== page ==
Jason Adasiewicz’s Sun Rooms
Delmark DE 2012
During its history as an instrument for improvisation the vibraphone has been utilized two ways. Either the player approaches it like a tuned drum or he or she lets the mallets, bars and motor-drive become the equivalent of a metal piano. Extroverts such as Lionel Hampton and Terry Gibbs and any number of R&B percussion colorists excelled at the first method, while more cerebral stylists such as Walt Dickinson, Milt Jackson and most of the Northern European vibes players concentrated on the second.
Even though later variants of the latter low-key methodology have been the hallmarks of vibe-stylists over the past 30 years, Chicago’s Jason Adasiewicz is a throwback to more exuberant players. Working alongside the likes of saxophonist Peter Brötzmann, cornetist Rob Mazurek and with his own bands he provides a rhythmic backbone to many sonic forays. At the same time, as he proves on this stripped down trio session, spelled by bassist Nate McBride and drummer Mike Reed, he isn’t completely focused on hammering to the extent of ignoring harmonies.
A longtime associate of Ken Vandermark who has established himself on the Windy City scene over the past few years, McBride rarely steps forward. On this session in fact, he’s content with providing a solid walking bass line. Meanwhile Reed, who is probably part of more Chicago bands than even Adasiewicz, gigging with musicians ranging from elders such as trumpeter Art Holye to Mazurek and flutist Nicole Mitchell, has plenty of space for his intricate beats and patterns
If Spacer has a defining track, then it’s “Bees”. Distinguished by a repeated motif that spins initial resonating vibe percussion right intro downwards turning clacks, clanks and clatters from Reed’s drum set, it reaches a climax when additional metallic echoes issue from Adasiewicz’s instrument, pushed forward by rapid tremolo pops. Reed’s response is centred on rim shots while McBride cautiously walks to keep things balanced.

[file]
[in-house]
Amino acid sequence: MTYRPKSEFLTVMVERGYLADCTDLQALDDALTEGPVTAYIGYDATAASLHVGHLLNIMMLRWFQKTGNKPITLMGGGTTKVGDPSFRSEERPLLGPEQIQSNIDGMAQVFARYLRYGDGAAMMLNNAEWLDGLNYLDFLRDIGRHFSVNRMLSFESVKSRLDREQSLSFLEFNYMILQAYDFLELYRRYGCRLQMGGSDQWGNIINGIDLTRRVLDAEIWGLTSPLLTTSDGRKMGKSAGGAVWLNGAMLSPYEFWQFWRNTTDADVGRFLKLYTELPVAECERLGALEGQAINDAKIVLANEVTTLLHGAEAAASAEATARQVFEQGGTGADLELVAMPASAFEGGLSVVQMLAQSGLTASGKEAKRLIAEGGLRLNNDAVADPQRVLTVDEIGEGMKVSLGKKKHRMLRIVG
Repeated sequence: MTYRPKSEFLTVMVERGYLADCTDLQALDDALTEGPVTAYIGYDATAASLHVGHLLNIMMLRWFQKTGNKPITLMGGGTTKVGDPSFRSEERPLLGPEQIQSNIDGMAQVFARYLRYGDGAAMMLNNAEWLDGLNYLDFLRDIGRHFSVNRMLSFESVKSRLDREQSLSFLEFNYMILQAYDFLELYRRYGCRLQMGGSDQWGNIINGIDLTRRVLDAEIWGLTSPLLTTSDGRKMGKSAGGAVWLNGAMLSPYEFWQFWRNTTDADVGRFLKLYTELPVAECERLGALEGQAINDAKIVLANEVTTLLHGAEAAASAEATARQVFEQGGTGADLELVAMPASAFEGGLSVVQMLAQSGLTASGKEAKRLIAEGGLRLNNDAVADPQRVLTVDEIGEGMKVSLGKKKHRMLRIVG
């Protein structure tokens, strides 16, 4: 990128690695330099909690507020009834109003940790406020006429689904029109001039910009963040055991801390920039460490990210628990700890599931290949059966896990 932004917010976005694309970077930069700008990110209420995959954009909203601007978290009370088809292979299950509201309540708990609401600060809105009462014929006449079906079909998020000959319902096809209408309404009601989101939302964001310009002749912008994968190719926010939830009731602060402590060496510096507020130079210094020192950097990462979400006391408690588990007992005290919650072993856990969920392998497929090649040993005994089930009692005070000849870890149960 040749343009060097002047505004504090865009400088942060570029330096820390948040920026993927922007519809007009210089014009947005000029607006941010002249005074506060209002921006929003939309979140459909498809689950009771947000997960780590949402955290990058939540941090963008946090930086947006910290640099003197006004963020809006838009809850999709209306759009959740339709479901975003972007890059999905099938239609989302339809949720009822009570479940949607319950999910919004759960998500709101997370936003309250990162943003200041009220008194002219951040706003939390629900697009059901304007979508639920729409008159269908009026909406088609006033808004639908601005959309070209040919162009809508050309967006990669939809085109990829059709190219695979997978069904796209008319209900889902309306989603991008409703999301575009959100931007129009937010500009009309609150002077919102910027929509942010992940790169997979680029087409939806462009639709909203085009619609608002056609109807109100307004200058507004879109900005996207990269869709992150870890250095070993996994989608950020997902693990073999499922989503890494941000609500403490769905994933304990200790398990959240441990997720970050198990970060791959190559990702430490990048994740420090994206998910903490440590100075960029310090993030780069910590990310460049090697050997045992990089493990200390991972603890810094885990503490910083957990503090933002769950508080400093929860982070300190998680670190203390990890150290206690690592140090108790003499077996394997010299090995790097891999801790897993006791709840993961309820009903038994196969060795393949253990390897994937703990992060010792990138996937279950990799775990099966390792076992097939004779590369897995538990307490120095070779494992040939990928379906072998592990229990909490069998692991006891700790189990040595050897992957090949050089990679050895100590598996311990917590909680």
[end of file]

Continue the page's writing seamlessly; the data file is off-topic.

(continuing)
In contrast, the vibist’s percussive Hampton-like musical gregariousness gets a workout on the stop-time “Run Fly”, which erupts kinetically with flying mallets on his part and drags and flams from Reed. Eventually the two reach a détente and trade fours. “Bobbie” written by Dutch cornetist Eric Boeren is an example of Adasiewicz’s, and the band’s ballad style. With McBride delicately bowing and Reed working a shuffle beat, the melody slithers from Adasiewicz’s tuned bars, moving chromatically with emphasized but intermittent mallet pops.
Elsewhere the session is enlivened with each man contributing measured pointillist tinctures at certain junctures, especially when Adasiewicz tapers his instrument’s motor speed, resulting in expanding and quivering glissandi. The CD is also bookended by two brief vibe solos, where Adasiewicz’s instrumental command allows him to reference both Balinese and African idiophones.
If he maintains the same high musical standards exhibited here, the Chicago vibist will likely be added to the pantheon of influential vibraphone players. By taking adapting his own version of common vibraphone improvising tropes, he may go even further in a redefinition of the instrument’s playing style.
Track Listing: 1. Solo One 2. Hi Touch 3. Run Fly 4. Pillow 5. The Volunteer 6. Bees 7. Bobbie 8. Diesel 9. Waiting in the Attic 10. Solo Two
Personnel: Jason Adasiewicz (vibraphone); Nate McBride (bass) and Mike Reed (drums)
June 15, 2012